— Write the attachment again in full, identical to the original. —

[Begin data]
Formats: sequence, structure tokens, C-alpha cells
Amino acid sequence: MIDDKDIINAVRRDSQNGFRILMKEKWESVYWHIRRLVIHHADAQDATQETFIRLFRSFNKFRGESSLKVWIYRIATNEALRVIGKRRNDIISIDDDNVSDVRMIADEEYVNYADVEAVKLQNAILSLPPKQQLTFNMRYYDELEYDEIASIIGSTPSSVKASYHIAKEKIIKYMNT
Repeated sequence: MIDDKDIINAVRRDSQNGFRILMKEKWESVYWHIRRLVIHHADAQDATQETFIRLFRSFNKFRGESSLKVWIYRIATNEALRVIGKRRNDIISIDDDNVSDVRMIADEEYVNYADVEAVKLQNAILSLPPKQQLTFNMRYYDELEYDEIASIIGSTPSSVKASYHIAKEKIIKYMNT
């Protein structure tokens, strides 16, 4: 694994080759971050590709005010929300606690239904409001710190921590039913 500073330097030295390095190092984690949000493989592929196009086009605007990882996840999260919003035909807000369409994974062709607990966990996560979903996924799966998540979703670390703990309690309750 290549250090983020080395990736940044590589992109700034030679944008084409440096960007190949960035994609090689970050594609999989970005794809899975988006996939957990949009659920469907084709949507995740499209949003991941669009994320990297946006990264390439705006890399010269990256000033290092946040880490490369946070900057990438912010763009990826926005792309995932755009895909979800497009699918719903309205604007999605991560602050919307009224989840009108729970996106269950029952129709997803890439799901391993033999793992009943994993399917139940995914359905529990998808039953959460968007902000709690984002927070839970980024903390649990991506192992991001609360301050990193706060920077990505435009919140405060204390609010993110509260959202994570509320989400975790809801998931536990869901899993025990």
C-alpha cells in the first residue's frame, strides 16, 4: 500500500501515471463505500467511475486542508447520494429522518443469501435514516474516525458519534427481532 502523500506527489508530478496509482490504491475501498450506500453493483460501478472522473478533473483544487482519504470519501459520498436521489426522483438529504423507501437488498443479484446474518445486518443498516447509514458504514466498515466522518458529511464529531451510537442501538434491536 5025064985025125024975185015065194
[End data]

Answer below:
Formats: sequence, structure tokens, C-alpha cells
Amino acid sequence: MIDDKDIINAVRRDSQNGFRILMKEKWESVYWHIRRLVIHHADAQDATQETFIRLFRSFNKFRGESSLKVWIYRIATNEALRVIGKRRNDIISIDDDNVSDVRMIADEEYVNYADVEAVKLQNAILSLPPKQQLTFNMRYYDELEYDEIASIIGSTPSSVKASYHIAKEKIIKYMNT
Repeated sequence: MIDDKDIINAVRRDSQNGFRILMKEKWESVYWHIRRLVIHHADAQDATQETFIRLFRSFNKFRGESSLKVWIYRIATNEALRVIGKRRNDIISIDDDNVSDVRMIADEEYVNYADVEAVKLQNAILSLPPKQQLTFNMRYYDELEYDEIASIIGSTPSSVKASYHIAKEKIIKYMNT
């Protein structure tokens, strides 16, 4: 694994080759971050590709005010929300606690239904409001710190921590039913 500073330097030295390095190092984690949000493989592929196009086009605007990882996840999260919003035909807000369409994974062709607990966990996560979903996924799966998540979703670390703990309690309750 290549250090983020080395990736940044590589992109700034030679944008084409440096960007190949960035994609090689970050594609999989970005794809899975988006996939957990949009659920469907084709949507995740499209949003991941669009994320990297946006990264390439705006890399010269990256000033290092946040880490490369946070900057990438912010763009990826926005792309995932755009895909979800497009699918719903309205604007999605991560602050919307009224989840009108729970996106269950029952129709997803890439799901391993033999793992009943994993399917139940995914359905529990998808039953959460968007902000709690984002927070839970980024903390649990991506192992991001609360301050990193706060920077990505435009919140405060204390609010993110509260959202994570509320989400975790809801998931536990869901899993025990």
C-alpha cells in the first residue's frame, strides 16, 4: 500500500501515471463505500467511475486542508447520494429522518443469501435514516474516525458519534427481532 502523500506527489508530478496509482490504491475501498450506500453493483460501478472522473478533473483544487482519504470519501459520498436521489426522483438529504423507501437488498443479484446474518445486518443498516447509514458504514466498515466522518458529511464529531451510537442501538434491536 5025064985025125024975185015065194